Top of the head and occiput deep black (male), or reddish brown (female); rest of the upper plumage greenish ash.
S. Atricapilla, Temm. Man. d'Orn. torn. I. p. 201. Black-cap, Mont. Orn. Diet. Selb. Illust. vol. I. p. 209. pl. 46. f. 5. Bew. Brit. Birds, vol. i. p. 249.
Entire length five inches eight lines: length of the bill (from the forehead) four lines and a half, (from the gape) seven lines and a half; of the tarsus nine lines and a half; of the tail two inches four lines; from the carpus to the end of the wing three inches: breadth, wings extended, eight inches six lines.
(Male). Forehead, crown, and occiput, deep black: rest of the upper parts cinereous, with a slight tinge of olive-green: neck and breast grayish ash; belly and vent grayish white: bill and feet dusky. (Female). Crown of the head reddish brown; rest of the plumage resembling that of the male but rather darker. (Egg). Pale greenish white, mottled with light brown and ash-colour, with a few spots and streaks of dark brown: long. diam. nine lines; trans, diam. seven lines.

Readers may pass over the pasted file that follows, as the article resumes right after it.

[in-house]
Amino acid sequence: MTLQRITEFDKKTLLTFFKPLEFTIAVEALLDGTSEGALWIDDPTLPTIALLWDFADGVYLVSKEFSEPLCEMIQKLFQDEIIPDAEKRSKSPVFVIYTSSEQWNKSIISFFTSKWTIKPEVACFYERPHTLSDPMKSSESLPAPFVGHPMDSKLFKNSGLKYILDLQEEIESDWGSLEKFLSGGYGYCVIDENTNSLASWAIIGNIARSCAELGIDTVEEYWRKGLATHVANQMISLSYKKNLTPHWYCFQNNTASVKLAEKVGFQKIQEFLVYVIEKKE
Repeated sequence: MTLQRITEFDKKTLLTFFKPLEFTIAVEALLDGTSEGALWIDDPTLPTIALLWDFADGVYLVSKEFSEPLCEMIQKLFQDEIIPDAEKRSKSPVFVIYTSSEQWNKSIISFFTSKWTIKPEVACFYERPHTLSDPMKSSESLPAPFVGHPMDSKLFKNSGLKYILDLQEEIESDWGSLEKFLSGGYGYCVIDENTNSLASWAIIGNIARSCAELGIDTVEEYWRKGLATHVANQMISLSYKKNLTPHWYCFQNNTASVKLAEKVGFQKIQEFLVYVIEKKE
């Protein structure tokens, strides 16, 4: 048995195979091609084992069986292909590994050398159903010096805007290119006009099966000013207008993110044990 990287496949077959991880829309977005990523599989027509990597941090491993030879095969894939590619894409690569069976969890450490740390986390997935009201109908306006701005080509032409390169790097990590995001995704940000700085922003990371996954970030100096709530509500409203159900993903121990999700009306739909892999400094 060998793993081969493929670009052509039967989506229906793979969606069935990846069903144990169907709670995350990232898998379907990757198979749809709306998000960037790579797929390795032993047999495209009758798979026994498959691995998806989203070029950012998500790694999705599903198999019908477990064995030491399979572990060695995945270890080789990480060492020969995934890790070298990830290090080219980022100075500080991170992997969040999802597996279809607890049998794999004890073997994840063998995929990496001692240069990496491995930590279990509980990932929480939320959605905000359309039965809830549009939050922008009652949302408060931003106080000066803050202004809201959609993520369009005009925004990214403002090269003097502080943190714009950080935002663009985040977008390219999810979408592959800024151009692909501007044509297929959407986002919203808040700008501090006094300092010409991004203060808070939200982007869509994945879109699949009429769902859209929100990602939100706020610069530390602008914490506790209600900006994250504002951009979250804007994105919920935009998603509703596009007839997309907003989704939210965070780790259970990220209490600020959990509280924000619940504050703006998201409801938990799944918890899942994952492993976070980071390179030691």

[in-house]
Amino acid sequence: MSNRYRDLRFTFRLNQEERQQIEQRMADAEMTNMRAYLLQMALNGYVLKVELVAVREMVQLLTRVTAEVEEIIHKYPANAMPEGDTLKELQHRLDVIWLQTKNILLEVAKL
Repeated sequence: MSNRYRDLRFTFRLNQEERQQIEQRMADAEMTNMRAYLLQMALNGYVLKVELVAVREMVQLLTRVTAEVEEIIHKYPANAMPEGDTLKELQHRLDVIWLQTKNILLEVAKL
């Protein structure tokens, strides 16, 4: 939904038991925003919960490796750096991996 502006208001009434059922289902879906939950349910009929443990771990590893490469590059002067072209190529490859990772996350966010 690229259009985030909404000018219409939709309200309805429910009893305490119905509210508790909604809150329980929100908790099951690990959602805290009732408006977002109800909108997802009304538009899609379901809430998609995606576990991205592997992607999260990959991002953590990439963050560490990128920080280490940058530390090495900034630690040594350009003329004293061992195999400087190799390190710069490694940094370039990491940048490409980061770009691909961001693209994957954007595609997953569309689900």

A common and widely dispersed species, visiting this country about the same time as the Nightingale. Song melodious, and rather powerful, heard till the middle, or occasionally the end of July. Is partial to orchards and gardens. Nest placed in a low bush; loosely put together; constructed of bents and dried stalks, patched on the outside with threads and cobwebs, and lined with fibrous roots and a few long hairs. Eggs five in number, on which the male sits occasionally, as well as the female.